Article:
Re Eggolsheim and Zentbechofen, bus 265 goes from Forchheim station to Stiebarlimbach which puts you maybe 5km from Zentbechofen?
Out of curiosity, when you went to Metzgerbrau did you go onto Loffeld from there or somewhere else? Where did that hike end? I remember seeing the sign to head to Uetzing on the way to Staffelberg and I was curious what that route was like.
IIRC its a nice walk through the country then down into Uetzing(from Vierzeinheiligen). We then went on to Stublang and Loffeld. Start and finish was Bad Staffelstein. It was a fairly long day!!
Andy and me did the walk from 14heiligen to Uetzing, even got a little lost and walked further than we should have done. Mind you, we took the bus up to 14h from Staffelstein and back from Metzgerei, but can easily imagine that slightly younger, and even slightly fitter, people could easily do the round trip.
The walk I'm doing from time to time: Start at Stublang (Dinkel), leaving out bloody Hennemann -> Loffeld (Staffelbergbräu) -> Staffelberg summit (having a St. Georgen and not liking it) -> Vierzehnheiligen (Trunk) -> Uetzing (Metzgerbräu) -> Stublang (Dinkel) for staying overnight. Makes approx. 20 km. Perfect.
Our plan is the week from Friday (July 6th) we're going to do the walk we had done with Juergen and Elmar before and that is the one I described above. This time though hopefully we'll get to drink the beer of Martin in Unterneuses. Nice thing about ending in Ebensfeld is the train connection back to Bamberg (after a stop the brewery pub there first of course - and maybe even the keller if there's time).
Juergen you're welcome to join us on that one and either of the ones we're doing that weekend. On Sunday the 8th the plan is to start in Reckendorf then over to Hoefen (probably detour for a bit to Freudeneck) then on to Ebing (probably stop at beer garden in Rattlesdorf on the way). I haven't decided for sure what we're going to do on Saturday the 7th but it will be another hike somewhere.
Although now I am contemplating skipping hiking over Staffelberg and instead go to Uetzing then Stubland then Loffeld. We'll see.
Have you been to metzgerbrau uetzing Mark?
Yes once before. By car thanks to Juergen. Enjoyed the beer and had a good laugh
Yea,Its one of my favourites. I like the beer a lot, and love the quirky layout with the metzgerei downstairs.
Yeah and the people are really nice there too.
I can't beleive I'm posting about this place for any reason however I saw the following comment in the news section over at the www.German.Breweries.com website. Not sure if I'm horrified or intrigued. I hope somebody is not investing money in refurbishing a brewery only to continue brewing horrible beer. Maybe new owners (hopefully)?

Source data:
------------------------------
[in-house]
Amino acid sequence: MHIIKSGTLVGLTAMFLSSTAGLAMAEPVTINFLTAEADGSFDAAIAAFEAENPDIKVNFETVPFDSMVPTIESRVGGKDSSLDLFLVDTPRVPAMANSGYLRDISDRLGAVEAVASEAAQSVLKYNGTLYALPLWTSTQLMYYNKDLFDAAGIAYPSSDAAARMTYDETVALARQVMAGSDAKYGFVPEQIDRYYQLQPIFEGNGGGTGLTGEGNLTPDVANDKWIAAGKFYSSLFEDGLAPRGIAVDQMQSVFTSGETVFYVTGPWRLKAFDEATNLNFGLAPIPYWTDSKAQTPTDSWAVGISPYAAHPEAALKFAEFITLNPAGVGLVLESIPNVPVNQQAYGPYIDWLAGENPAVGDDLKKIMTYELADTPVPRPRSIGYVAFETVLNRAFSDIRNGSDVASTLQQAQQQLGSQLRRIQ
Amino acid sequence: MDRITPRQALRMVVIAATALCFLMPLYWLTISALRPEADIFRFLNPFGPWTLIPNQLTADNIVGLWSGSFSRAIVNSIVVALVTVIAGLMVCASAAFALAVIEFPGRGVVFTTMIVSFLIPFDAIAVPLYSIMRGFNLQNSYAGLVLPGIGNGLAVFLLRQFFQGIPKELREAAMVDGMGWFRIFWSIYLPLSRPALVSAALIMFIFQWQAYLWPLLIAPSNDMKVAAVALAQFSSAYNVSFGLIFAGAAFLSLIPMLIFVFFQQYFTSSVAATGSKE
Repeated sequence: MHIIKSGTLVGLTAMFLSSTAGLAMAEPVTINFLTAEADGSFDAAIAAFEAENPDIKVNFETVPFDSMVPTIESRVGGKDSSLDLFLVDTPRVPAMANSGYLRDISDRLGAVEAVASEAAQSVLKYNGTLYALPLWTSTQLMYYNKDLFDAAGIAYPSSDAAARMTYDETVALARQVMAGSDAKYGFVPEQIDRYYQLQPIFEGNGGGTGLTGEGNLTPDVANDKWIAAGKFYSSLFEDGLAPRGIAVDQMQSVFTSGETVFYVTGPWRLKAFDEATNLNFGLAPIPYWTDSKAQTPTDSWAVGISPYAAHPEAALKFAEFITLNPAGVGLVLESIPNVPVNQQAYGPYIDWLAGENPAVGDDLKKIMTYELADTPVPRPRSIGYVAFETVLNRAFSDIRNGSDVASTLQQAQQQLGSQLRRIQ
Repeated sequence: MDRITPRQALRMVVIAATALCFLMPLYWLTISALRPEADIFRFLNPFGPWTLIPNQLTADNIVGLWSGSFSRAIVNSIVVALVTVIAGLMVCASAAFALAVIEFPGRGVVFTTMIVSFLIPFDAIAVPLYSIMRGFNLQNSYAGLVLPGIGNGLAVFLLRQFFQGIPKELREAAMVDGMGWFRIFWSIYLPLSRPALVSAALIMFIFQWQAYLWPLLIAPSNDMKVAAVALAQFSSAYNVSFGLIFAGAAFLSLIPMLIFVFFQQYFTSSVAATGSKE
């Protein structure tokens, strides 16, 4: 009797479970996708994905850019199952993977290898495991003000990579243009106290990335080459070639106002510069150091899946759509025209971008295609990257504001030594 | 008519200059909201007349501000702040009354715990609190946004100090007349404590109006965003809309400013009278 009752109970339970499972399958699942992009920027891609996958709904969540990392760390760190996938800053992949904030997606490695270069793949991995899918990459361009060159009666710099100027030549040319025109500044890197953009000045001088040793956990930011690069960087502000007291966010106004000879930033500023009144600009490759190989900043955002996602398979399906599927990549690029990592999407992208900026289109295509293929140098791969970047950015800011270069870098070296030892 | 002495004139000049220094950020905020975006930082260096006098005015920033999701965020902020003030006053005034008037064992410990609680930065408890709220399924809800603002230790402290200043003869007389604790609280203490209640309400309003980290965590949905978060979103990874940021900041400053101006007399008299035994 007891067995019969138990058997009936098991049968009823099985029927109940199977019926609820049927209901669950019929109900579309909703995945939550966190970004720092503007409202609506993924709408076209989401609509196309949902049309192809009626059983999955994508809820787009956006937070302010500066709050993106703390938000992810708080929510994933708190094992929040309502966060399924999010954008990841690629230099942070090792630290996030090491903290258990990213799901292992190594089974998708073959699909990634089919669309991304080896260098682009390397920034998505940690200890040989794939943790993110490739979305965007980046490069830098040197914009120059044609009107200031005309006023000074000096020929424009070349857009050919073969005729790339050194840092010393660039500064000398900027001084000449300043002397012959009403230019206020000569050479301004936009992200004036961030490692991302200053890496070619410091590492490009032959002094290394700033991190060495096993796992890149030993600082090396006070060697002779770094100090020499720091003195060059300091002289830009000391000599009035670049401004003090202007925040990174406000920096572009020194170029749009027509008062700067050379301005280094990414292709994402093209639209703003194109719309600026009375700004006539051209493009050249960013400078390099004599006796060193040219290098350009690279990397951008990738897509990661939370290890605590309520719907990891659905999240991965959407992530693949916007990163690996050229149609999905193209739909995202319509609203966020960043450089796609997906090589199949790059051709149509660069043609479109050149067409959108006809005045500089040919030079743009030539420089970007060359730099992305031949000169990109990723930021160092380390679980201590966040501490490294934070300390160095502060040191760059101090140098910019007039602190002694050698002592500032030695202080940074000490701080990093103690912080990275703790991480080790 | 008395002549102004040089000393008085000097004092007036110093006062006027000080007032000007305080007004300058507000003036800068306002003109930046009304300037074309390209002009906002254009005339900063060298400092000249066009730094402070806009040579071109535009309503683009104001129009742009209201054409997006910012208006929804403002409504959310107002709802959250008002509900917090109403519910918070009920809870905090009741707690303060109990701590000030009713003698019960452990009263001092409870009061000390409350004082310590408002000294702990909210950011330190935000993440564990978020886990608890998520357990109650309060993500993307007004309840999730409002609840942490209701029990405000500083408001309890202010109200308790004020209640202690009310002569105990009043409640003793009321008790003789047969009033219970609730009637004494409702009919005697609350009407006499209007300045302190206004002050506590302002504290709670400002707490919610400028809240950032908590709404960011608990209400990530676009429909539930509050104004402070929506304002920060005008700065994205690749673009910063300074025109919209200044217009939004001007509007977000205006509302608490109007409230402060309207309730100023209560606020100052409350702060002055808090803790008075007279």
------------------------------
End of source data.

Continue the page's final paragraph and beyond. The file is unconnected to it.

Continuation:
More on Wagner in Oberhaid. Apparently, the brewery is currently undergoing renovation and the beers are being made elsewhere until work is complete.
Quick, go before they finish!
I now know why keesmann was bad for a while - they replaced a lot of equipment and the beer was brewed at Göller in Zeil. Not a bad brewery but clearly they screwed it up somewhere.
Seems to have passed through.
Damn! one of my favourite beers may well be spoilt by the installation of new equipment.
Interesting about Keesman, I wonder why Goller? It will be interesting to see what you think of the flavour when the new kit is in use Jason.
Yes you liked it so much you drank mine down before I had a chance to protest!
I seem to recall yours ending up in the dishwashing sink!
Göller offers contract brewing and filling (in competition with Rittmayer in Hallerndorf, Binkert in Breitengüßbach - filling at Wagner/Kemmern, Kesselring in Marktstedt and others
At Ratebeer you can find many contract brewed beers, brewed in/by the Brewery Göller. Many others exist.
Speaking of Goeller, i just noticed something very strange looking at google map. On Obere Sandstrasse there is now a marker for Brewery Goeller (of Zeil) with a link to their website. Maybe it's just a google map glitch. But I found it odd that they would be linked on google map to Obere Sandstrasse. Are they opening a pub there or are they contract brewing for one of them (such as Ahornla)? The address is listed as Obere Sandstrasse 13.
Obere Sandstraße 13 is Göller Orthopädie, so that is the confusion, I guess.
Even if Goeller brewed the beer for Keesmann, it is up to Keesmann to make sure the beer is okay, and if it is not right then not to release it, or at least recall the beer that is substandard.
Thought Keesmann Pils was excellent this week in Stohrenkeller and the tap.
As I said, it's passed through, it was over a month ago.
It wasn't subtle, believe me.
This is Franconia. They can get away with selling the occasional sub standard beer because generally people are not beer connoisseurs, they just drink the stuff, and money talks. If they can get away with it they do - of course a brewery outside of Bamberg may not have that luxury, without the constant flow of tourists that allow the Bamberg breweries to get away with things like this. Klosterbraeu and Faessla have also had issues with beer quality in the past and they didn't suffer. Mahrs is the current consistent perpetrator - most people don't even notice that the beer is poorer now; the brewery lives off the brand and good marketing. And as I've said before, people I know and trust here agree, unamimously, and actually don't even go to Mahrs anymore, where it was a favourite.